Dan Hurst - Voice Talent

Voiceovers In English or Spanish for commercials, narrations, Radio/TV Promos



Voiceovers by Dan Hurst in English or Spanish for commercials, narrations, and e-learning.



Published July 12, 2010

I’ve been watching the World Cup.  In fact, a few days ago I watched Spain win it all.  In all of the TV commentary someone said, “They peaked at the right time.”

A doubtful comment at it’s best, but I got to thinking about my VoiceOver career.  Have I peaked, or is the best still to come?

It’s a valid question.  Is your best work still in you, or are you on the backside – the downslide – of your best work?

Well, the immediate answer is “No! I’ve still got it.  I can still produce.”


I was the stadium announcer for the Kansas City Royals for 14 years.  Through those years I had the privilege of getting to know some of the best players of the game.

Frank White is one of the great major league baseball players, and certainly the best 2nd baseman the Royals ever had (8 Gold Gloves).  At the end of his career on the field we were having a conversation shortly after he scored his 2000th hit.

We met at a little watering hole after one of the games.  He knew that the organization was trying to phase him out and he was really hurting over it (and rightly so!).

He said, “Why do they want me out?  I can still play!”

The truth be known, he most certainly could still play!  The organization was just playing the odds, and they were pushing him out after such a brilliant career.  It was just cruel.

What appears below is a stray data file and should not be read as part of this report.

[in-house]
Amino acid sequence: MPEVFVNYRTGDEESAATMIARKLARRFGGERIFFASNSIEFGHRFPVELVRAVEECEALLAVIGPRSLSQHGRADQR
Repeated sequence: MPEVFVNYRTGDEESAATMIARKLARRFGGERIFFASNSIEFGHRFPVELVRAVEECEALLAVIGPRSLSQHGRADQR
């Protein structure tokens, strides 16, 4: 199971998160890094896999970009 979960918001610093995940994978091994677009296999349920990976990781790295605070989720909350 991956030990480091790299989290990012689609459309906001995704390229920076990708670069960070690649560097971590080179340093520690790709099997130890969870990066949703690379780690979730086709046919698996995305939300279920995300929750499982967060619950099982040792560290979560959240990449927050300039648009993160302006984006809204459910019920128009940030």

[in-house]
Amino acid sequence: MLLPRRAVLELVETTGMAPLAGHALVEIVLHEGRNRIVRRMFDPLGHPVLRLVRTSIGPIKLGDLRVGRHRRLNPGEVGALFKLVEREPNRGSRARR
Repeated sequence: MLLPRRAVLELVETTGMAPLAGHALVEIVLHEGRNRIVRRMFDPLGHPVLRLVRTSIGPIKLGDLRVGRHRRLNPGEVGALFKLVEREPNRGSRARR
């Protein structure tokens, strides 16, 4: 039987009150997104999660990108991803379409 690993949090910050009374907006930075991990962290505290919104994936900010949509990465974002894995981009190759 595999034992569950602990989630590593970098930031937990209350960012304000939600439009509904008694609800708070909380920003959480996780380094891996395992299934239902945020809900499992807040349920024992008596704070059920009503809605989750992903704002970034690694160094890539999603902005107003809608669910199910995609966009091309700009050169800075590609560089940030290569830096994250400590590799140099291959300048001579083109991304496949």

By the way, the player they brought in to replace him was gone after 2 years.

I’ve often thought about that exchange.  Especially with reference to my career.  When do you peak as a voice talent?

The good news  is that you probably have what it takes to produce for a long, long time!  Certainly far beyond what a professional athlete can expect.  The difference is that you have to adapt to your voice and capabilities.

And speaking of voice and capabilities, one of the things that drives me nuts when I get requests for an audition is the reference to the requirement for a middle-aged voice.

What does that mean?  What is middle-aged?

I mean, I figure I’ve got another  20 years of voice work left in me.  Am I still middle-aged?

On the other hand, I’ve got one of those deep, rich voices.  Is that middle-aged or are they looking for a lighter voice?

And I’ve been in this business for over 25 years.  What are the parameters for “middle-aged?”

Hey producers, it’s time to lose that “middle-age” reference.  Explain yourselves.  Do you want a lighter voice or a heavier voice?   Because good voice actors can deliver either.  It’s all about acting.

For example, today I did a “middle-aged guy buying a car” and “a tough old mountain man.”  In both cases, the client had specified a deeper voice.

See what I mean?  How do get from a “deeper voice” to those other styles?  It’s all about voice acting…not just the voice of the talent.

So…whom do you want me to be today?

By the way, my favorite voice/style direction ever was “kind of a cross between Mel Gibson and Antonio Banderas with less hair.”  I swear that is exactly what I was told.

It’s all in the delivery!

And NO!  I haven’t peaked yet!